On 21 January 2011, the Commonwealth Assistant Treasurer
released a scoping study for public consultation inviting
submissions from stakeholders in relation to design options for a
national not-for profit (NFP) regulator.
The public consultation is the next step in the Australian
Government's NFP sector reform process, affecting community,
charity and philanthropic organisations.
Issues for consultation
The issues for consultation outlined in the consultation paper
follow key areas identified by the Government. The questions raised
for public consultation can be summarised as follows:
1. The role and responsibilities of a national NFP
What are the appropriate goals for national regulation of
What types of entities should be regulated by a national NFP
Should charitable trusts be supervised by a national regulator
instead of the Attorney General?
Should regulation of incorporated associations be moved to a
Should there be a residual role for the states in regulating
What impacts would simplifying and streamlining the assessment,
granting and monitoring of concessional tax treatment have on the
What are the likely compliance cost savings from improvements
to taxation arrangements?
What elements of the current taxation framework are most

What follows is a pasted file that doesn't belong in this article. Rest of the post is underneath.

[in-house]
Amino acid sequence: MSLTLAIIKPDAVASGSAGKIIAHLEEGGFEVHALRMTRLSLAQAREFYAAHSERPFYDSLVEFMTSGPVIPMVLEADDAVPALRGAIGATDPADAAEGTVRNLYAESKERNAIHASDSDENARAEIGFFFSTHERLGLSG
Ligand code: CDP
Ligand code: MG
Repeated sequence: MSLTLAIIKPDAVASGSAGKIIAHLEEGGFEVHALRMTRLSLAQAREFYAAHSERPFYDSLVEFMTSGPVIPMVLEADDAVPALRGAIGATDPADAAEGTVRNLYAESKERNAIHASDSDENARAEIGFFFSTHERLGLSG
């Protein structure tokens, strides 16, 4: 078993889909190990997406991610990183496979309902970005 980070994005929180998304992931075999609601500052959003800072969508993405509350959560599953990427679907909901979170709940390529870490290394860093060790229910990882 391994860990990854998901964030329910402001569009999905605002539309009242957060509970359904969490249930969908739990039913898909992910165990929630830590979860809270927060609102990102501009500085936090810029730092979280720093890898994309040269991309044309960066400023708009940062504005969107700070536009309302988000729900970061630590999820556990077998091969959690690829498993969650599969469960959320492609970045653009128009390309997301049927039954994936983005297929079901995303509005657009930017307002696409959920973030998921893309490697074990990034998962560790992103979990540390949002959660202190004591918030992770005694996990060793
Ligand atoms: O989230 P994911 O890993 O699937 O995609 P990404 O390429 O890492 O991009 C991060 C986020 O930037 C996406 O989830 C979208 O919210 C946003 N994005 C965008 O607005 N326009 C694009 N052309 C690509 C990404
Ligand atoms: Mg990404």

What value would educational and compliance initiatives managed
by a new national NFP regulator provide to NFP entities?
How can the compliance burden imposed by current requirements
What information might need to be provided to a national
regulator but not made public through a NFP information
What powers does the regulator require to improve governance
and regulatory oversight?
What role should a national regulator play with respect to
What problems arise from the complex interrelationship between
Commonwealth, state and territory responsibilities?
2. Form of the national regulator
What form of the national NFP regulator best meets the
objectives of simple, effective and efficient regulation of the NFP
Would a Commonwealth only regulator provide sufficient benefits
to the sector?
3. Funding implications
What level of contribution should NFP entities make to the cost
of the national NFP regulator
Should there be a differential cost for smaller NFP
4. Definition of 'charity'
Would a statutory definition of 'charity' achieve the
goals of greater certainty and administrative efficiency in
relation to the determination of charitable purpose, particularly
in relation to determining access to taxation concessions and
across different jurisdictions and laws?
Is Parliament a more appropriate body to define charitable
status that the courts, given its ability to be more responsive to
changing community needs and expectations?
The consultation paper provides an opportunity for NFPs
including charities, community organisations, and not-for-profit
retirement village operators, to provide initial views on the
proposed national NFP regulator.
The consultation paper is an opportunity for NFP organisations
to provide submissions with a view to balancing the need for
regulation and accountability of the sector with the compliance
burden that organisations bear.
The closing date for submissions is 25 February 2011.
Gadens Lawyers can advise you on your submission
or assist you to prepare a submission to the Government.
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An AFSL is required if a person carries on a financial services business in Australia, unless an exemption applies.
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